Outdoor leisure activities – Hiking, biking, surfing and cliff fishing. Exercising in the great outdoors, beats a stuffy indoors gym any day and saves money.
The natural look – I love waking up later every day and gardening in the sunshine without having to put make-up on or fix my hair, I can even go braless and no one cares! Under a t.shirt of course, we are not naturists! I have only worn make-up and straightened my hair on a handful of occasions since I have been here. It’s nice to let my skin breathe.
Alfresco dining – just adore it. Eating outdoors gives me a warm magical feeling.
Lost in time – not having to wear a watch or have a clock in the house. If you are gardening and need to know the time just listen out for the church chimes.
Goat selfie anyone? I have joined a couple of Facebook groups and am enjoying the goat selfies and videos of people jogging with their donkey – brings a smile to my face.
Holistic living – permaculture in Portugal, the eco-village communes/communities and sustainable living.
Drying washing – the simple task of being able to hang my washing on a washing line and dry clothes and bedding in the sunshine is fantastic. After living in a flat for 8 years and having to dry clothes by hanging it around a tiny flat which encouraged moisture, damp and mould or alternatively tumble dry it and risk shrinking it so it fits a Barbie doll, it just makes a refreshing change.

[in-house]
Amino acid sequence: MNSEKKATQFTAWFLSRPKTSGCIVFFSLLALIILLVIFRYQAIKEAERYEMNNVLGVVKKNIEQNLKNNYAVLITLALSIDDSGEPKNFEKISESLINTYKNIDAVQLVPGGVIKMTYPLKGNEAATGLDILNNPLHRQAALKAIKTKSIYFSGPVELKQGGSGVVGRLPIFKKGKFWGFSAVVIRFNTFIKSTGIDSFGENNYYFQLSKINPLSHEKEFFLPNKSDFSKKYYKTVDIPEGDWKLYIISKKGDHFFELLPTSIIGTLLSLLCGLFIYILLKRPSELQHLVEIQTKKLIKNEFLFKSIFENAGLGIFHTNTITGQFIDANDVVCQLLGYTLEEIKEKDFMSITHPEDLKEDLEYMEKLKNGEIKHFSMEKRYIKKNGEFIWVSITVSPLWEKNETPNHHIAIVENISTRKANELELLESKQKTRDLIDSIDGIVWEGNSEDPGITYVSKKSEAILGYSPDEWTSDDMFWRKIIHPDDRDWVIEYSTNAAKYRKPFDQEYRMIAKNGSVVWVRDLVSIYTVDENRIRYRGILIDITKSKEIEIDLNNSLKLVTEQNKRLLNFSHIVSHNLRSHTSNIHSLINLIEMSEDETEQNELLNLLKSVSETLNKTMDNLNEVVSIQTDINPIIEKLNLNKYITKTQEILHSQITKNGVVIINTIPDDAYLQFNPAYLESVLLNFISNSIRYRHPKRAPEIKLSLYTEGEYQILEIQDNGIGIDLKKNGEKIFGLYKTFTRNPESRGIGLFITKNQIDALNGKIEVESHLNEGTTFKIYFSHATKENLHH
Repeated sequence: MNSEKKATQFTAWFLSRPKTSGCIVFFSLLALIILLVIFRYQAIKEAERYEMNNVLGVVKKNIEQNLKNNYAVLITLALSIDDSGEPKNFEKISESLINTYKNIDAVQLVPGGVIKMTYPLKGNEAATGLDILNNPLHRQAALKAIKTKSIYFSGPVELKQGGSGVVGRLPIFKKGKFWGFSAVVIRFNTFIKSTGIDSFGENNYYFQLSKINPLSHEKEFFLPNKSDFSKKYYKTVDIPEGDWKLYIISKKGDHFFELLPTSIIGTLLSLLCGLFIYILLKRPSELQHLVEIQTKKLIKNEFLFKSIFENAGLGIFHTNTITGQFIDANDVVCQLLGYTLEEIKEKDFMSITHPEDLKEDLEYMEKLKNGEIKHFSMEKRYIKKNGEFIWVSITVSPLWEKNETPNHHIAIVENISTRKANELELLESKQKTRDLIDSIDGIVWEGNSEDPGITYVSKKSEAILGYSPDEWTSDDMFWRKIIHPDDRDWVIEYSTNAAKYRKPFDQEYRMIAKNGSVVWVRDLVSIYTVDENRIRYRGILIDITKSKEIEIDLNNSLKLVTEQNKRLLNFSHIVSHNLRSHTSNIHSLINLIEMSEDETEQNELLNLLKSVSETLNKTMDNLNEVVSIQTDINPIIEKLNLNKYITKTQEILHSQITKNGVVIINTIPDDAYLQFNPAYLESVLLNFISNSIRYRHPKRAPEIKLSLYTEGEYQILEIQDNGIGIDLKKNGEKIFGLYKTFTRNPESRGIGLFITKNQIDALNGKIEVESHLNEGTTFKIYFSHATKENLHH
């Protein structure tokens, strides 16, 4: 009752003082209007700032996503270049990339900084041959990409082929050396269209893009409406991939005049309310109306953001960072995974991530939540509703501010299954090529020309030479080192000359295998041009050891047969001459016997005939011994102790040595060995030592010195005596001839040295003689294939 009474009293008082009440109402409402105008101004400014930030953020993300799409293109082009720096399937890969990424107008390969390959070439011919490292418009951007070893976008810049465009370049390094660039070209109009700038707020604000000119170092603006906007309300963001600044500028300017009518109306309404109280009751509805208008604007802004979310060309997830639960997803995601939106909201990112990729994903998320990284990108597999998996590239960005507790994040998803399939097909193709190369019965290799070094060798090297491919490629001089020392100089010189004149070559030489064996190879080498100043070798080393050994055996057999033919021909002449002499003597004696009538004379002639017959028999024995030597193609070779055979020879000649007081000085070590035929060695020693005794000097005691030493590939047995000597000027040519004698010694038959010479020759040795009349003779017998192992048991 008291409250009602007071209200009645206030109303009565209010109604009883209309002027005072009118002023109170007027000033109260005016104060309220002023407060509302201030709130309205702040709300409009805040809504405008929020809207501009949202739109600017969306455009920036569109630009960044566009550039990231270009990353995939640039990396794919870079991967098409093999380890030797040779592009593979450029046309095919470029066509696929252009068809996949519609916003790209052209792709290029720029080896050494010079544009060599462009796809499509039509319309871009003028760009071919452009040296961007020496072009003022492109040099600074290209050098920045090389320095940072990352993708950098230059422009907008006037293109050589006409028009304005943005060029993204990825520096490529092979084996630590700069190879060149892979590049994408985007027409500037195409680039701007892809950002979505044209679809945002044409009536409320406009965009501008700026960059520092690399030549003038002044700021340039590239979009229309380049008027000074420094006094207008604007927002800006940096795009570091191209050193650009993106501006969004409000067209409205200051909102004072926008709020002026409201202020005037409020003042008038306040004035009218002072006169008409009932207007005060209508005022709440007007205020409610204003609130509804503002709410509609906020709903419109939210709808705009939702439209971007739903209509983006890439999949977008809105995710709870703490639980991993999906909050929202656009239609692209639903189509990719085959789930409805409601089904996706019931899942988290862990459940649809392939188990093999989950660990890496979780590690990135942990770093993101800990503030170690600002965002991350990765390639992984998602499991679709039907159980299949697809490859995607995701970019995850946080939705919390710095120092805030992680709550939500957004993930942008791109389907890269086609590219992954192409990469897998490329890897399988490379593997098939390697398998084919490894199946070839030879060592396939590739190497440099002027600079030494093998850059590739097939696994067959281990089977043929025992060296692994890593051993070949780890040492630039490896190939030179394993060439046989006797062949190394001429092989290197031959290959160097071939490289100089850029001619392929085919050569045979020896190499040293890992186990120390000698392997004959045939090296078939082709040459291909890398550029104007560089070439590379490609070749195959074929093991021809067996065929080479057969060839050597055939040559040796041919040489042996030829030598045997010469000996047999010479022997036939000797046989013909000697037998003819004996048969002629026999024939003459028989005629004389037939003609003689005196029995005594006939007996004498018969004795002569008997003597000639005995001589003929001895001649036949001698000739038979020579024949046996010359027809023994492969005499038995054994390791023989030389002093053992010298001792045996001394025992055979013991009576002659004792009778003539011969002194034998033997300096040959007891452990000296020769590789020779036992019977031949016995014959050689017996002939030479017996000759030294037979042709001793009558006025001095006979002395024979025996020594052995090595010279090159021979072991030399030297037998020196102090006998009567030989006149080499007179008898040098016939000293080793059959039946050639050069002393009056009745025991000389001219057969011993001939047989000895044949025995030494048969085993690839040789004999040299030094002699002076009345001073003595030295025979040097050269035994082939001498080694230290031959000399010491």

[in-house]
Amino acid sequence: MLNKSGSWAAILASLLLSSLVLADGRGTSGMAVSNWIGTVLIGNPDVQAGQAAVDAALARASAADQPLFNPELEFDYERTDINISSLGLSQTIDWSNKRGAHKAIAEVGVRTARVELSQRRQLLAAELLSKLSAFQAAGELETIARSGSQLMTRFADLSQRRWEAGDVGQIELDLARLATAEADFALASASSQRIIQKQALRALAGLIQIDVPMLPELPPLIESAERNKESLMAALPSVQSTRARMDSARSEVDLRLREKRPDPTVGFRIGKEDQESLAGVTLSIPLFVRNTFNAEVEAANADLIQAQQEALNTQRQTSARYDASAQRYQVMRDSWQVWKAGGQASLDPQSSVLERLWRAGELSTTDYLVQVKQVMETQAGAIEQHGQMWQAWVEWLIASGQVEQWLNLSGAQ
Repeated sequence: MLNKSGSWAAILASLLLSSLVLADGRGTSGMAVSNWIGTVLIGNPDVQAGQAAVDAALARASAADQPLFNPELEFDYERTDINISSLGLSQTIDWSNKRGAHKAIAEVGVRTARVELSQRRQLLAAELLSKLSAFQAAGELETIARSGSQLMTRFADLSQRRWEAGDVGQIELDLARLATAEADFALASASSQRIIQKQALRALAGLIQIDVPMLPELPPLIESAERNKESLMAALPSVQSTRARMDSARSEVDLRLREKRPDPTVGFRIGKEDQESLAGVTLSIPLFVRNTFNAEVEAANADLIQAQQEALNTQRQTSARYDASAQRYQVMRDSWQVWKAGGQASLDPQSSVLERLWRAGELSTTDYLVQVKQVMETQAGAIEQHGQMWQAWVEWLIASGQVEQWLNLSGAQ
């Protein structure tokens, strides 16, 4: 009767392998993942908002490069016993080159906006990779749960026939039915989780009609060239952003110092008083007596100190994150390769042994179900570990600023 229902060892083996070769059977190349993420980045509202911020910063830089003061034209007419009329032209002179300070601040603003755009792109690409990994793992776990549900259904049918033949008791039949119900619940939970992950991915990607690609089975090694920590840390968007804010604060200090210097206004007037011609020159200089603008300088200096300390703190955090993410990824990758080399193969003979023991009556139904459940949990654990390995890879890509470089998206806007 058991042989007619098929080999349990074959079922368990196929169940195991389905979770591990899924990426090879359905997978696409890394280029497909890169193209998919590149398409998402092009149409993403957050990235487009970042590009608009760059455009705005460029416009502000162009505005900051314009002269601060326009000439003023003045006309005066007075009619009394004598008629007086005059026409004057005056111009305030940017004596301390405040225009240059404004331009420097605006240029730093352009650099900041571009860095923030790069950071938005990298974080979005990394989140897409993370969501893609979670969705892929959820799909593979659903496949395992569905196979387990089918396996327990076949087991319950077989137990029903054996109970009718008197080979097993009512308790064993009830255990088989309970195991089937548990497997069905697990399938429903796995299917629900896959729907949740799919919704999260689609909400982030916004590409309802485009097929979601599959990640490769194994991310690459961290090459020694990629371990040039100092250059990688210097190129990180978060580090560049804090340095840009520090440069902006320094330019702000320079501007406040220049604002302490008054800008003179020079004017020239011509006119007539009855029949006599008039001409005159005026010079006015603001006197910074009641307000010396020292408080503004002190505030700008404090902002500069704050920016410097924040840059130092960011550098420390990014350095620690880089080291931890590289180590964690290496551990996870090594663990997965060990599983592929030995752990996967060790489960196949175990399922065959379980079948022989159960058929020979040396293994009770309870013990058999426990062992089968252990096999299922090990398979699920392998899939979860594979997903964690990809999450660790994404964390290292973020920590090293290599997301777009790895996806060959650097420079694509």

Bidets – we don’t have bidets in the UK and when I arrived I just thought they were a wasted space in the bathroom. Also I was unsure on how you dry off. Do you run around to air off or have a personal mini towel each – I’m still a little unsure. My plan was to get rid of them and not to replace them when we get our bathrooms refurbished. Fast forward to our current situation March 2020 with people in the UK actually physically fighting over toilet rolls and I think the Portuguese have it all worked out, bidets are the way to go. We have 2 so can have 1 each. I am currently still going down the traditional route of toilet paper as we have no shortages here at present and have only trialled out the bidet once but I would definitely have bidets in our new bathrooms. Top tip – make sure the water temperature is set to an adequate soothing warm flow. A cold blast around my lady bits was a shock to the system which took me a few days to recover!